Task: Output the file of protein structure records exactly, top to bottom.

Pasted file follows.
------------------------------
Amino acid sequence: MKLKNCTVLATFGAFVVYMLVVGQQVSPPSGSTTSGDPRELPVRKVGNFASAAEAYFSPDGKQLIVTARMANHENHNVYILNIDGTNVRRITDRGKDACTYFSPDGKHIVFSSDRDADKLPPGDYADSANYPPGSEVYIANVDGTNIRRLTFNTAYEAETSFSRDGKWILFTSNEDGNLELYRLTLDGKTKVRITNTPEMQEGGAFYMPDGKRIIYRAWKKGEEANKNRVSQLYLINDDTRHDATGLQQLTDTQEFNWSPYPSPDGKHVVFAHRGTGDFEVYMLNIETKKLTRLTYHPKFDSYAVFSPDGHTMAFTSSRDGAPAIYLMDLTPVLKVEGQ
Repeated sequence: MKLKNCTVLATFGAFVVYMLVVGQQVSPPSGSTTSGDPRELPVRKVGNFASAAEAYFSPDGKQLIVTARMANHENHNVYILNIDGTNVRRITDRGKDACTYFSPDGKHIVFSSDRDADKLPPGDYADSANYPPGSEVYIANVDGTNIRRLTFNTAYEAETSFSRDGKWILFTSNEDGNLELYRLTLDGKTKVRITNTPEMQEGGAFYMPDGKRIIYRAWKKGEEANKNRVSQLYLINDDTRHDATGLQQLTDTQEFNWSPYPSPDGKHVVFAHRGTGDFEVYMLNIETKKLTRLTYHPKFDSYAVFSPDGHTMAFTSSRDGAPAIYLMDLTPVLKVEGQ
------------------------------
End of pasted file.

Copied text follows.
Amino acid sequence: MKLKNCTVLATFGAFVVYMLVVGQQVSPPSGSTTSGDPRELPVRKVGNFASAAEAYFSPDGKQLIVTARMANHENHNVYILNIDGTNVRRITDRGKDACTYFSPDGKHIVFSSDRDADKLPPGDYADSANYPPGSEVYIANVDGTNIRRLTFNTAYEAETSFSRDGKWILFTSNEDGNLELYRLTLDGKTKVRITNTPEMQEGGAFYMPDGKRIIYRAWKKGEEANKNRVSQLYLINDDTRHDATGLQQLTDTQEFNWSPYPSPDGKHVVFAHRGTGDFEVYMLNIETKKLTRLTYHPKFDSYAVFSPDGHTMAFTSSRDGAPAIYLMDLTPVLKVEGQ
Repeated sequence: MKLKNCTVLATFGAFVVYMLVVGQQVSPPSGSTTSGDPRELPVRKVGNFASAAEAYFSPDGKQLIVTARMANHENHNVYILNIDGTNVRRITDRGKDACTYFSPDGKHIVFSSDRDADKLPPGDYADSANYPPGSEVYIANVDGTNIRRLTFNTAYEAETSFSRDGKWILFTSNEDGNLELYRLTLDGKTKVRITNTPEMQEGGAFYMPDGKRIIYRAWKKGEEANKNRVSQLYLINDDTRHDATGLQQLTDTQEFNWSPYPSPDGKHVVFAHRGTGDFEVYMLNIETKKLTRLTYHPKFDSYAVFSPDGHTMAFTSSRDGAPAIYLMDLTPVLKVEGQ